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Right Choices
by Katerina Charisi
2016-08-28 11:26:34
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Michael was puzzled about that field. The agronomist didn’t tell him something that he didn’t knew or tried already. He said that when Michael met him the other day and told him about the situation, he first guessed that soil acidification was the problem. But the tests on the soil didn’t show any shortage in calcium and magnesium, or high content in iron and aluminum oxides, so he was back to the beginning, with a large part of the field being sterile, and of no use. How were they supposed to live?

He turned to his side and watched Jenny sleeping. He remembered the first time he brought her here, when he stupidly asked her to dress well not to catch a cold at night, while the only thing he was trying to do, was to hide the tattoo on her wrist. He wasn’t sure how his family would react in his decision to live with a girl from New Orleans, while they all expected to end up with Adele Martin, Homer’s only daughter who ran the small guesthouse in Jacksonville. He and Adele were at same age, went to school together and used to be very close. But as they grew up, with Michael being always so busy at the manor and Adele sweeping the floors and make up the rooms every day in the guesthouse, their time together limited so much, that soon both lost their interest to each other.

em001_400Now he had made a choice that had to be the right one, he wanted it to be the right one, still couldn’t help but not wondering if his family had the same thoughts too. He never really thought that far when tried to convince Jenny that everything would be great in their life in the countryside, like how she would live up there when the house was too far from everywhere and she insisted to refuse to drive. She barely left the house and that was only to take those long walks down to the swamp and back. Loneliness was a bad friend up here.

Maybe he could walk with her to Jacksonville through the path in the woods when spring comes, although it’s been years since the last time he tried that and shook his head only with the thought. He had walked too much in his life, stuck his feet so many times in the mud, that he couldn’t imagine himself doing it again now that he had a car of his own. But honestly? He was tired. So tired. Sam was old. He did his best and worked way too much for his age, but that was only a small part of the house’s and land’s needs. His father was at the same condition. Bradford was way too busy with his cars, plus he had made it absolutely clear years ago, that he had no intention to pull a single weed. All he wanted to was to finish his house and move out. Michael was left all alone in this, a single man with two legs and two arms, in a large sterile land with a ramshackle house that would take maybe ten people and a lot of money to do something useful and productive with it.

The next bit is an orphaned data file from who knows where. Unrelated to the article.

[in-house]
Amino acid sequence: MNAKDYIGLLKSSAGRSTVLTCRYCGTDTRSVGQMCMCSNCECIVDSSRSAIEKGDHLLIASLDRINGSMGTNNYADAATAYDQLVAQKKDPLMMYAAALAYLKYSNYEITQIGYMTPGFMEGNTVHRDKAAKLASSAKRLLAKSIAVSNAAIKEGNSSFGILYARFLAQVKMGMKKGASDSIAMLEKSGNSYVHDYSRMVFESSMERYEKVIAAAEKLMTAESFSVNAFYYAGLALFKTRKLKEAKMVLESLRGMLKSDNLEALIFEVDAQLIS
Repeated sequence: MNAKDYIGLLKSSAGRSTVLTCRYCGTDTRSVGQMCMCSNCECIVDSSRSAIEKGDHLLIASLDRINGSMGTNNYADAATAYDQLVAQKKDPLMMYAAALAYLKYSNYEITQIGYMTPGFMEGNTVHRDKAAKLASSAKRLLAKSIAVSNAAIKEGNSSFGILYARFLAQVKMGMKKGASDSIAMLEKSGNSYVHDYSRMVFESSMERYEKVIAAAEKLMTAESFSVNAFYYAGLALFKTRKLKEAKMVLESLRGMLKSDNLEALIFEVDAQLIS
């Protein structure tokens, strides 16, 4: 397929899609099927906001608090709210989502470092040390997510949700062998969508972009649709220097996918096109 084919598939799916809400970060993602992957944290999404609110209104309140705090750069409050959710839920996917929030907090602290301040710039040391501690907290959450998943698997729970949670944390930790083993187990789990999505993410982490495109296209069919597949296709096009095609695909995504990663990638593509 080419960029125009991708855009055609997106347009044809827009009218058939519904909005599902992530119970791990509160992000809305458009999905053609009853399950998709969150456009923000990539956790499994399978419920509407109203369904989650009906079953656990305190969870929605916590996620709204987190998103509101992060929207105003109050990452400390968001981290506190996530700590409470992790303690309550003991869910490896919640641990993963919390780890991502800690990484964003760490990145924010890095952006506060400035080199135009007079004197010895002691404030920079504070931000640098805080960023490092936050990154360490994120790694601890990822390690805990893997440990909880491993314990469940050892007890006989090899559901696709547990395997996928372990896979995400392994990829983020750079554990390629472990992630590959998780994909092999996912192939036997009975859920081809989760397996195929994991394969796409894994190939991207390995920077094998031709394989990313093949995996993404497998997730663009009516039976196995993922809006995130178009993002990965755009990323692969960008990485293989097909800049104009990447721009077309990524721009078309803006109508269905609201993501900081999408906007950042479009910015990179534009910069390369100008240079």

His mind went back to the old times, when his grandma at nights put him in bed and told him stories, all ending in the same way. “Don’t quit school, try harder, don’t waste your life here.”

“Why grandma? I love our house. I don’t like school.”

Cornelia nodded and said nothing, but he could always see the shadow in her eyes, when he told her he wanted to take care of his parents when they get old, the way he would take care of her too when she gets too old. Cornelia at times mumbled that this weren’t his thoughts, but his mother thoughts in his mouth, and that wasn’t the way a child should be thinking, but she never continued the conversation when he asked and she always changed the subject.

 “Morning”, said Jenny and gave him a kiss, pulling him out of his thoughts. “How long have you been awake?”

“Not much”, he smiled at her. “I was thinking if you want us to do something special today”.

She rubbed her eyes and yawned. “Like what?”

“I don’t know, maybe drive to New Orleans?”

“What for?”

“Just for fun. I thought you would like it. We could go to your old workplace and say hello to your friends, or walk to the market, I don’t know. We don’t have money to buy anything though”.

Jenny thought about it a little and then shook her head. It took her too long to get used to the rhythms of the house, and visiting the so alive big city would somehow disorient her, or at least that’s how she thought about it. She wouldn’t want to meet any of her friends and have to answer to their questions, telling them that the only thing she did was to stare at the stillness of water in a swamp and walk into circles in a single room all day. “Why not go to old Manon for a hot chocolate? I really like her and her chocolate is great”, she said and put her feet on the floor.

“Ok, old Manon then. But it’s still too early, we have time for some cuddling”, he said and pulled her back to bed.

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